In response to that argument, I’d like to close on a slightly different note than I began, with the list of Reasons I’m Glad I Had Another Baby:

  • At last, a chance to use all the lessons I gained the first time around. Like, do not allow an ill-advised perusal of Baby Wise and/or The Baby Whisperer to throw you into a panic if your baby falls asleep while nursing and slumbers peacefully through the "Activity" portion of the E.A.S.Y. routine. (This item also supports my theory about the plague of unwanted advice visited upon new moms: the knowledge we gain as mothers is so hard-won and of so limited a shelf-life that we feel irresistibly compelled to share it with others. It would be different if we were still having ten or twenty babies over the course of a lifetime; failing that, we have to borrow our nieces and nephews and neighbours and make them the unwilling recipients of our personal expertise.)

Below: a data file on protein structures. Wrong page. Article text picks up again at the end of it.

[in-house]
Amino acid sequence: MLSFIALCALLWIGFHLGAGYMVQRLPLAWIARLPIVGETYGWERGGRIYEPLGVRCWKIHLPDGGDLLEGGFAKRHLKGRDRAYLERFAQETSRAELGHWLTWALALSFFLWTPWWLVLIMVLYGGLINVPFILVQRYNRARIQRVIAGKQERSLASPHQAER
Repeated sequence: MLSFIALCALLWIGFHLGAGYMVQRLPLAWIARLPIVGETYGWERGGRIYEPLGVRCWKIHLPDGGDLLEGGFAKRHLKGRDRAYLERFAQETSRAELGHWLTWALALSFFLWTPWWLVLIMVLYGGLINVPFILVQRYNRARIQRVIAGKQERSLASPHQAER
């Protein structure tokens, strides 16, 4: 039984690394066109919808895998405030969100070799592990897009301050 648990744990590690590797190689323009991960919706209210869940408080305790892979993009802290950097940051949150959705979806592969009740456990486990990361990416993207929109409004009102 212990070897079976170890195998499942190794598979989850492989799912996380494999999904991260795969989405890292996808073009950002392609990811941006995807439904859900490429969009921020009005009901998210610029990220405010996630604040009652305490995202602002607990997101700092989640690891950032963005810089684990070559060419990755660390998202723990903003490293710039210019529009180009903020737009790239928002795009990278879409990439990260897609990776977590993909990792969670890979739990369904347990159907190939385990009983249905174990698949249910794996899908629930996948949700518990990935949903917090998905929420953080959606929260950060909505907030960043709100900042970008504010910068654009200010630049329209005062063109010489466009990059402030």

• What is the point of breaking in that virgin cervix the first time, if not to propel a second baby out of it in less than seven hours?
  • Older siblings are the best entertainers. When Bub was a baby, I often felt that what he really needed was not an exersaucer or a swing or even a Baby Einstein video, but an older brother. Having failed to provide that essential bit of baby equipment the first time around, I am overjoyed to report that I was right: there is something profoundly unnatural about the isolated existence of a mother and her first baby, trapped in their deserted suburb all day – the whole house is warmer, more joyful and full of life, when there’s a toddler available on demand to entertain the baby.
  • And that’s what it’s all about: a two-year-old and a baby, naked and fresh from the bath, chasing one another down the hallway on all fours as the Bub shouts "Run away!" and the Pie struggles, between volleys of laughter, to gain an extra burst of speed by swaying her head back and forth like Stevie Wonder – bum up, head down, whole body alight with joy and happiness.